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Ethnobotanical study of some of mosquito repellent plants in north-eastern Tanzania

Eliningaya J Kweka12*, Franklin Mosha2, Asanterabi Lowassa3, Aneth M Mahande12, Jovin Kitau2, Johnson Matowo2, Michael J Mahande2, Charles P Massenga1, Filemoni Tenu4, Emmanuel Feston4, Ester E Lyatuu2, Michael A Mboya2, Rajabu Mndeme4, Grace Chuwa4 and Emmanuel A Temu5

Author Affiliations

1 Tropical Pesticides Research Institute, Division of Livestock and Human Disease Vectors Control, P.O. Box 3024, Arusha,Tanzania

2 KCM College of Tumaini University, P.O. Box 2240, Moshi, Tanzania

3 Tanzania Wildlife Research Institute, P.O. Box 661, Arusha, Tanzania

4 Joint Malaria Programme, P.O. Box 2228, Moshi, Tanzania

5 Institute of Tropical Medicine, Nagasaki University, 1-12-4 Sakamoto, Nagasaki, Japan

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Malaria Journal 2008, 7:152  doi:10.1186/1475-2875-7-152

Published: 7 August 2008

Abstract

Background

The use of plant repellents against nuisance biting insects is common and its potential for malaria vector control requires evaluation in areas with different level of malaria endemicity. The essential oils of Ocimum suave and Ocimum kilimandscharicum were evaluated against malaria vectors in north-eastern Tanzania.

Methodology

An ethnobotanical study was conducted at Moshi in Kilimanjaro region north-eastern Tanzania, through interviews, to investigate the range of species of plants used as insect repellents. Also, bioassays were used to evaluate the protective potential of selected plants extracts against mosquitoes.

Results

The plant species mostly used as repellent at night are: fresh or smoke of the leaves of O. suave and O. kilimandscharicum (Lamiaceae), Azadirachta indica (Meliaceae), Eucalyptus globules (Myrtaceae) and Lantana camara (Verbenaceae). The most popular repellents were O. kilimandscharicum (OK) and O. suave (OS) used by 67% out of 120 households interviewed. Bioassay of essential oils of the two Ocimum plants was compared with citronella and DEET to study the repellence and feeding inhibition of untreated and treated arms of volunteers. Using filter papers impregnated with Ocimum extracts, knockdown effects and mortality was investigated on malaria mosquito Anopheles arabiensis and Anopheles gambiae, including a nuisance mosquito, Culex quinquefasciatus. High biting protection (83% to 91%) and feeding inhibition (71.2% to 92.5%) was observed against three species of mosquitoes. Likewise the extracts of Ocimum plants induced KD90 of longer time in mosquitoes than citronella, a standard botanical repellent. Mortality induced by standard dosage of 30 mg/m2 on filter papers, scored after 24 hours was 47.3% for OK and 57% for OS, compared with 67.7% for citronella.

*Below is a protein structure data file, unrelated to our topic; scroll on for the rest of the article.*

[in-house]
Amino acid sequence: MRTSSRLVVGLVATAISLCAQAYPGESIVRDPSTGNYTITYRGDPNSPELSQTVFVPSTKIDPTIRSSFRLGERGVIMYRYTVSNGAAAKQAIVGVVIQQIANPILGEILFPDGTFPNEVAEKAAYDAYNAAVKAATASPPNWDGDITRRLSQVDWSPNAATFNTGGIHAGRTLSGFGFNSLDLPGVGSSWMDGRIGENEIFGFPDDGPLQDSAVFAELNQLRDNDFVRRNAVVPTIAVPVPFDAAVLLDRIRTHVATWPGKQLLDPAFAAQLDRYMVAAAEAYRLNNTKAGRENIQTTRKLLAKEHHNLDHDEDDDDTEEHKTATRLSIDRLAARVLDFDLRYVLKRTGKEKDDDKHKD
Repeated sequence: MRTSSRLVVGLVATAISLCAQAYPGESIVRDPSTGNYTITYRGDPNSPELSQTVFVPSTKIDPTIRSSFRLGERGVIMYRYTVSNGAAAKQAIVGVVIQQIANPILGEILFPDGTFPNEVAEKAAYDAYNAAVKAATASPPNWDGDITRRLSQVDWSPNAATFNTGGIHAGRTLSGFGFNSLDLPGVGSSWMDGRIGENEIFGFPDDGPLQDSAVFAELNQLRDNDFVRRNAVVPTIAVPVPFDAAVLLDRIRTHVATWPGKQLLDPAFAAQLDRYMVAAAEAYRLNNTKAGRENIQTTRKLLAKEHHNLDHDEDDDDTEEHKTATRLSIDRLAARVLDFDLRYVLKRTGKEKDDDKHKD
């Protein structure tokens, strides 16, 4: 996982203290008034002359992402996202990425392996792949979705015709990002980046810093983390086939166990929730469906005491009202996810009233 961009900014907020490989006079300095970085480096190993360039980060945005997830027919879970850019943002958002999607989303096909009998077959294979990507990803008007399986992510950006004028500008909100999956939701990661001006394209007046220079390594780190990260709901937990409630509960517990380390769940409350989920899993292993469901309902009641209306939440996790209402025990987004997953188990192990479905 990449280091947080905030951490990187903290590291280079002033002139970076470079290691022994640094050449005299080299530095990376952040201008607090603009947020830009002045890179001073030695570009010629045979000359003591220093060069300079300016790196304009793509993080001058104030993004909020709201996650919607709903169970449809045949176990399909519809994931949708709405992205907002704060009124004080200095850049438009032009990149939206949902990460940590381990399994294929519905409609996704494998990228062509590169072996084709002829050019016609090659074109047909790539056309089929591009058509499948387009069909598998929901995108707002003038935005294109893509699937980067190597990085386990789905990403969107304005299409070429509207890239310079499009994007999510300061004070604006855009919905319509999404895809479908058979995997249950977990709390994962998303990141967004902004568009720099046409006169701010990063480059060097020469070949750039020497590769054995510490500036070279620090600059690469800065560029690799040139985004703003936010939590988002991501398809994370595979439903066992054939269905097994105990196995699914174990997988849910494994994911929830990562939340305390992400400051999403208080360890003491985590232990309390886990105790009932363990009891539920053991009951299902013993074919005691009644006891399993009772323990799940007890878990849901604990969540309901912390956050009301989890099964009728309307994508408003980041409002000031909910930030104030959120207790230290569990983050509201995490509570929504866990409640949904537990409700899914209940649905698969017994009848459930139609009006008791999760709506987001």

Conclusion

The use of whole plants and their products as insect repellents is common among village communities of north-eastern Tanzania and the results indicate that the use of O. suave and O. kilimandscharicum as a repellent would be beneficial in reducing vector biting. The widespread use of this approach has a potential to complement other control measures.